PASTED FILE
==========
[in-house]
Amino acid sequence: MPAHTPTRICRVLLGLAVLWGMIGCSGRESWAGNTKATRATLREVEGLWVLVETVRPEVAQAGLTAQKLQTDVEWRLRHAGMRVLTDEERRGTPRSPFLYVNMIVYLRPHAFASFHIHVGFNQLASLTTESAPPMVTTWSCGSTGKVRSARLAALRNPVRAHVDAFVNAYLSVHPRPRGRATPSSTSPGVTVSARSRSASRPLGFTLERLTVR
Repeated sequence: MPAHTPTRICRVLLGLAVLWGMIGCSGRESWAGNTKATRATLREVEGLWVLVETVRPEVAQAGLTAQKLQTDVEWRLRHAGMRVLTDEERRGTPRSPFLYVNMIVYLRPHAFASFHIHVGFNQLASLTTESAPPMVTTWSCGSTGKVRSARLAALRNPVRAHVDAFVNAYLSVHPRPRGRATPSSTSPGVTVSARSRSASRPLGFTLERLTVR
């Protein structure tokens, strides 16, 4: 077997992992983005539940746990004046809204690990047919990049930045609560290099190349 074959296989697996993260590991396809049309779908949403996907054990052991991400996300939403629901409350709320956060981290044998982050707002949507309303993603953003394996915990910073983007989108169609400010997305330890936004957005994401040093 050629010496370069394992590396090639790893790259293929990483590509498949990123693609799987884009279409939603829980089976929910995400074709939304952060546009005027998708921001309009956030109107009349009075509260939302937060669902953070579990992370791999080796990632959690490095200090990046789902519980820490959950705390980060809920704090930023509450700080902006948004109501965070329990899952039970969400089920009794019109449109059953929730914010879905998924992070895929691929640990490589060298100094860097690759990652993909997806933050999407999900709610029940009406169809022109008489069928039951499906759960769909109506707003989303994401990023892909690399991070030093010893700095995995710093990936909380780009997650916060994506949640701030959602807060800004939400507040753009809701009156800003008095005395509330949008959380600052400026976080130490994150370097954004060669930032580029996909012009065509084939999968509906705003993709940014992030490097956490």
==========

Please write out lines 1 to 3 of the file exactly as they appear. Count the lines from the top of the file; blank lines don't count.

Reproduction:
[in-house]
Amino acid sequence: MPAHTPTRICRVLLGLAVLWGMIGCSGRESWAGNTKATRATLREVEGLWVLVETVRPEVAQAGLTAQKLQTDVEWRLRHAGMRVLTDEERRGTPRSPFLYVNMIVYLRPHAFASFHIHVGFNQLASLTTESAPPMVTTWSCGSTGKVRSARLAALRNPVRAHVDAFVNAYLSVHPRPRGRATPSSTSPGVTVSARSRSASRPLGFTLERLTVR
Repeated sequence: MPAHTPTRICRVLLGLAVLWGMIGCSGRESWAGNTKATRATLREVEGLWVLVETVRPEVAQAGLTAQKLQTDVEWRLRHAGMRVLTDEERRGTPRSPFLYVNMIVYLRPHAFASFHIHVGFNQLASLTTESAPPMVTTWSCGSTGKVRSARLAALRNPVRAHVDAFVNAYLSVHPRPRGRATPSSTSPGVTVSARSRSASRPLGFTLERLTVR